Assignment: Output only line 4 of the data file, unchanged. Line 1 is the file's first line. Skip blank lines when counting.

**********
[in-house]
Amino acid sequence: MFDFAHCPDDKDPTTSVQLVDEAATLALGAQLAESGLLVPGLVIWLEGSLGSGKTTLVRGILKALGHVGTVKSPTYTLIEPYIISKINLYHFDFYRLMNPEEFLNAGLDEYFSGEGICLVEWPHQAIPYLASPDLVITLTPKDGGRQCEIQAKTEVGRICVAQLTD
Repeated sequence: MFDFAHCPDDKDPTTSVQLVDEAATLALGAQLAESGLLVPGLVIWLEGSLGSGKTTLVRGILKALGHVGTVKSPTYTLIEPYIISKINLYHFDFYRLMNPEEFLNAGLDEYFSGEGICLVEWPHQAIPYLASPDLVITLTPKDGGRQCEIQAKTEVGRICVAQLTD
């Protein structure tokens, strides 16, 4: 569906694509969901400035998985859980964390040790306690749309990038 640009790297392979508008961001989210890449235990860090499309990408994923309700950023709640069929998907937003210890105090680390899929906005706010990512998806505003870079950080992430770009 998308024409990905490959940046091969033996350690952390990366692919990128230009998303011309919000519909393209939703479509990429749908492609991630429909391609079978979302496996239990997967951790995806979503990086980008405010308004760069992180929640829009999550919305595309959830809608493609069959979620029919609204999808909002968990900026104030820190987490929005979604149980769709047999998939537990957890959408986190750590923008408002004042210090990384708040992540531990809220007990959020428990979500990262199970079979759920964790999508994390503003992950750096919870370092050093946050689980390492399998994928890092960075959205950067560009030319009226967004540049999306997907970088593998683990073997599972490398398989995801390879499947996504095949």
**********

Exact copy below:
């Protein structure tokens, strides 16, 4: 569906694509969901400035998985859980964390040790306690749309990038 640009790297392979508008961001989210890449235990860090499309990408994923309700950023709640069929998907937003210890105090680390899929906005706010990512998806505003870079950080992430770009 998308024409990905490959940046091969033996350690952390990366692919990128230009998303011309919000519909393209939703479509990429749908492609991630429909391609079978979302496996239990997967951790995806979503990086980008405010308004760069992180929640829009999550919305595309959830809608493609069959979620029919609204999808909002968990900026104030820190987490929005979604149980769709047999998939537990957890959408986190750590923008408002004042210090990384708040992540531990809220007990959020428990979500990262199970079979759920964790999508994390503003992950750096919870370092050093946050689980390492399998994928890092960075959205950067560009030319009226967004540049999306997907970088593998683990073997599972490398398989995801390879499947996504095949």